Guest post by Jonna Huseman

Profession/involvement in community
I don’t know how to answer the question because I technically don’t have a job—I was furloughed. I used to work at a local restaurant. I did so much there—part wine store, part cashier, some social media.

How has your life changed since the community has been impacted by Coronavirus?
It really didn’t change a whole lot because I’m a homebody and introvert, so I’ll go out and then need to stay home to recoup. Wine regions will host events where you can taste with different wine makers, and a lot of those got cancelled. The wine makers couldn’t even fly in for the events. It didn’t change that much other than not being able to go to work. People keep saying “I miss gatherings” and I think that was coming from people who like to go to the bar and meet new people. I don’t miss the crowds.

Are you working more or less?
I’ve taken the opportunity to work on the internet presence that I have with wine. I’ve tried to build a media kit and I’m getting ready to send it to PR companies and wineries to make a little money off on my blogging. Some will pay you some money to sample their wine and write about it.

What are you most afraid of?
I’m worried about what this will do to the local economy. I’ve been worried about how many local businesses will make it. When it comes to retailers, I think national chains will have an easier time.

I see some people trying to tell other people what to do. I think some people are taking the health guidelines too literally and too seriously. As a hypothetical example, the CDC might say wash your hands 20 times a day, knowing most people in the general public will wash their hands 10 times a day. Experts are going to over-emphasize minimum standards to try to get as many people as possible to increase hygiene and social distancing practices. I think the point is you don’t have to be perfect—but just try. And if someone isn’t doing something the way you think it should be done, don’t get mad. Just offer a gentle reminder.

What are you most hopeful for?
That this will put anti-vaxxers in their place. I do hope it will help countries to cooperate more instead of being against each other and hurting each other.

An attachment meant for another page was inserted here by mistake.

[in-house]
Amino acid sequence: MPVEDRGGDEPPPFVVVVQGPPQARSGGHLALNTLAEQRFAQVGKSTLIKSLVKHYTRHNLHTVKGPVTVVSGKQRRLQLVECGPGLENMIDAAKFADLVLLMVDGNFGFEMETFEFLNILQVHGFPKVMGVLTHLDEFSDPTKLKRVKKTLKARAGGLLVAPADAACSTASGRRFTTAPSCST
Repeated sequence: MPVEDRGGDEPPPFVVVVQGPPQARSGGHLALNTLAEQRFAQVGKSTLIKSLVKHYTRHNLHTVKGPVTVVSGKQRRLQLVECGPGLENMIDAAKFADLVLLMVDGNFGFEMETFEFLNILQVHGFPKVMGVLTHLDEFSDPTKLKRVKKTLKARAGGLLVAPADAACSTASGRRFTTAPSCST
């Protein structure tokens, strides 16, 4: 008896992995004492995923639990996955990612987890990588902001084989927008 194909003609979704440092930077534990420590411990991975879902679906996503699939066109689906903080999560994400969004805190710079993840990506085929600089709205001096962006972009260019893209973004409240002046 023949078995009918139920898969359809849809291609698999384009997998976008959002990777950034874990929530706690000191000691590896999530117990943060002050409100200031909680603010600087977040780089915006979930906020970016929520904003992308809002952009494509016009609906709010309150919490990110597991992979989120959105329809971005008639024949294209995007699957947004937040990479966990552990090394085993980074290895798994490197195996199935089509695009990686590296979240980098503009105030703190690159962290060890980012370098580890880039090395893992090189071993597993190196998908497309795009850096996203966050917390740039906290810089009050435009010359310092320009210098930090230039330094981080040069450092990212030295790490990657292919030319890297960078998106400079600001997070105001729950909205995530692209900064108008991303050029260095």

What has been the most challenging part of this experience for you?
At first, it was just trying to figure out unemployment benefits because I’ve never had to rely on that before. The state said they were going to make it easier for people to get unemployment because they know so many are getting furloughed and laid off. To get my benefits, I had to keep calling every couple of days and I had to stay on hold for three or four hours. It wasn’t the unemployment office’s fault—the system was inundated. They had thousands of people calling as soon as they opened.

Dealing with my own issues with anxiety has also been challenging, but I think I’ve worked through it for now.

Is there anything—even a tiny thing—you enjoy or like about sheltering in place?
It’s given me time to try to work on a side business. I’ll be overjoyed to go back to my job, but having plenty of time to watch too much television hasn’t been bad. Of course, I watched Tiger King. All of those people are too much for me. At the end of it, I don’t think Joe is a great person, but I don’t know if he deserves to die in jail.

What do you think society as a whole will learn from this experience?
I was raised with this radical idea that if you go outside, you can get sick just by touching surfaces, so when you come back to your home you should take your shoes off and wash your hands before you start doing anything else. I was really surprised when people said they didn’t wash their hands when they got home from work or chores or riding public transit. I think people will take hygiene more seriously going forward.

How are you coping with stress/taking care of yourself?
I decided to go back on my anxiety meds—daily anxiety medication, not emergency anxiety meds. I like to bring that up because the idea of therapy and medication when necessary should be de-stigmatized.

When future generations ask, what will you tell them about this time in your life?
I’m going to tell them it’s happened before and it’s happened again, and they need to do everything possible to maintain single-payer healthcare.

What would you like your friends and neighbors in Silver Spring/Montgomery County to know?
Don’t use this as an excuse to not let more people live in your community by not building more affordable housing.

Jonna Huseman is a family photographer who serves Silver Spring and beyond. During the COVID-19 crisis, she is using her free time to document the lives of friends and neighbors living through the pandemic.

Author’s note: Over the coming days and weeks I am documenting the lives of dozens of members of the Silver Spring and Takoma Park community. My goal is to talk to teachers and students, religious leaders, small business owners, frontline workers, parents, elected leaders, and private citizens. I want to learn about our collective hopes and dreams, our biggest challenges, and our greatest triumphs. Mostly, I want to build connection and create community at a time when we need it the most. If you live or work in Silver Spring or Takoma Park and are interested in having your life documented at this time—or know someone who has a unique experience and is willing to share—please contact me. To all those who have made this project possible, including Source of the Spring, I thank you for your time and generosity. To the neighbors who will respond in the future, I look forward to getting to know you. And to everyone reading—stay healthy and safe. We will make it through.

Mike Diegel